The closure of the Saskatchewan Transportation Company (STC) has left rural medical labs scrambling to figure out how to transport medical samples for testing to urban centres.
“Many rural labs in the province shipped medical samples to larger centres for testing via STC. It provided reliable, same day delivery over every corner of the province,” said Sandra Seitz, president of the CUPE Health Care Council. “The government shut down STC without a plan in place for the many government services that depend on timely, affordable province-wide transportation and without assessing the additional cost to health regions.”
Many CUPE medical technologists and technicians have reported challenges with ensuring that medical specimens arrive in a timely manner. Due to specimen integrity, some specimens need to arrive at the testing facility within 24 hours, and other specimens need to arrive frozen. There are also times where the doctors need the results within hours so they can make critical decisions about their patients’ health care.
“As a medical lab technician, I can speak firsthand of having to call back patients to redo important tests because their tests did not reach the provincial lab in a timely manner,” said Holley Hermann. “Patients deserve accurate results in a timely manner. The closure of STC has left a huge gap in our provincial infrastructure.”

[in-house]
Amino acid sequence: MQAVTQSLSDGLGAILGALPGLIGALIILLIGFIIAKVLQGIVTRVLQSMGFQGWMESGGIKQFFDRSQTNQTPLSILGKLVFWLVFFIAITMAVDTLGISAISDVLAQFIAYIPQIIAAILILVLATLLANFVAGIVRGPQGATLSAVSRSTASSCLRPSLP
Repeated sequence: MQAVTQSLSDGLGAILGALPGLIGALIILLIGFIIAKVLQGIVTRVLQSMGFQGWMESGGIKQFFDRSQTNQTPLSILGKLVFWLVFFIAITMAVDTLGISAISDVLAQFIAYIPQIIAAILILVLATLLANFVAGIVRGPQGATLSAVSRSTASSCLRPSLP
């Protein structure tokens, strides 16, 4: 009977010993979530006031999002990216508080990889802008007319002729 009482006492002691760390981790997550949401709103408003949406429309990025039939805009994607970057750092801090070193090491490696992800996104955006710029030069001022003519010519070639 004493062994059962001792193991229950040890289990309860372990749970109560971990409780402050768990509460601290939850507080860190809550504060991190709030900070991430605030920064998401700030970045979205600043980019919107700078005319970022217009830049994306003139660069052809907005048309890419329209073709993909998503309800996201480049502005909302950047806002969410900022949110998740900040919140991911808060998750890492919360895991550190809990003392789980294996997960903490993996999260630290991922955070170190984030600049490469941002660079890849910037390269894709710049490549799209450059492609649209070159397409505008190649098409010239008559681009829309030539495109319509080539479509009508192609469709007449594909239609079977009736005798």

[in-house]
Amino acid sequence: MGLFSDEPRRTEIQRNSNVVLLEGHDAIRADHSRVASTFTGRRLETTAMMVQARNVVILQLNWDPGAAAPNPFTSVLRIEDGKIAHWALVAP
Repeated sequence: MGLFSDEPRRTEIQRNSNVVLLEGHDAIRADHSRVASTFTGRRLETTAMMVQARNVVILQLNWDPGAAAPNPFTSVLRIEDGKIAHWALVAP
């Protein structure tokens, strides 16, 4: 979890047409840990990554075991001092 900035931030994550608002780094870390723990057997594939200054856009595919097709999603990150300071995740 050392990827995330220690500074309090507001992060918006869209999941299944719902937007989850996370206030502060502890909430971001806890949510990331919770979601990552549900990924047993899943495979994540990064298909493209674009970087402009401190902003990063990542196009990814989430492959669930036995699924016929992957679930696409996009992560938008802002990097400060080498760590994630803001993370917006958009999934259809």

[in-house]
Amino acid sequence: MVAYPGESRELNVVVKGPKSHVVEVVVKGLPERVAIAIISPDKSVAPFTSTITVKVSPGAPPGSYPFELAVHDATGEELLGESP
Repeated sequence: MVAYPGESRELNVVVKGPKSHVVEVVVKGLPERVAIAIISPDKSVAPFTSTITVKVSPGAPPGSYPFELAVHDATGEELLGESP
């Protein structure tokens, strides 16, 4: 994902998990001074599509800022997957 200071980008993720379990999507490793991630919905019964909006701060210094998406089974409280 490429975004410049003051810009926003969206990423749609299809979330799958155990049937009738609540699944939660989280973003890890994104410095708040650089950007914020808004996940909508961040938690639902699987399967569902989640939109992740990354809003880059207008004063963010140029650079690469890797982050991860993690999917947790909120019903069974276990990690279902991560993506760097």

Laboratory technicians are now looking at a patchwork solution to transporting medical samples.
“Most days we use a private courier. Some days we ask families or co-workers to deliver the material on their own. And sometimes we have to send samples in a taxi cab,” said Hermann. “This creates extra stress on our end as we scramble to get transportation in place, and it costs more for taxpayers. And it is definitely not fair for patients.”
For decades STC has also been a reliable and stable means of transporting blood and other blood products from the Canadian Blood Services in Regina to almost all the rural hospitals in Saskatchewan. The closure of STC without a viable alternative has had a negative impact on the transportation of blood and other blood products to rural hospitals. Other government services depended on STC as well, as libraries used STC for inter-library loans, and many rural municipalities shipped water samples for testing via STC.
“The consequences of shutting down STC have far reaching implications for communities across this province. The challenges medical laboratories are facing now, along with the gap in provincial transportation options, show just how little thought the government put into the decision to close STC. This action has and will continue to have a negative impact on quality of care for our patients,” said Seitz.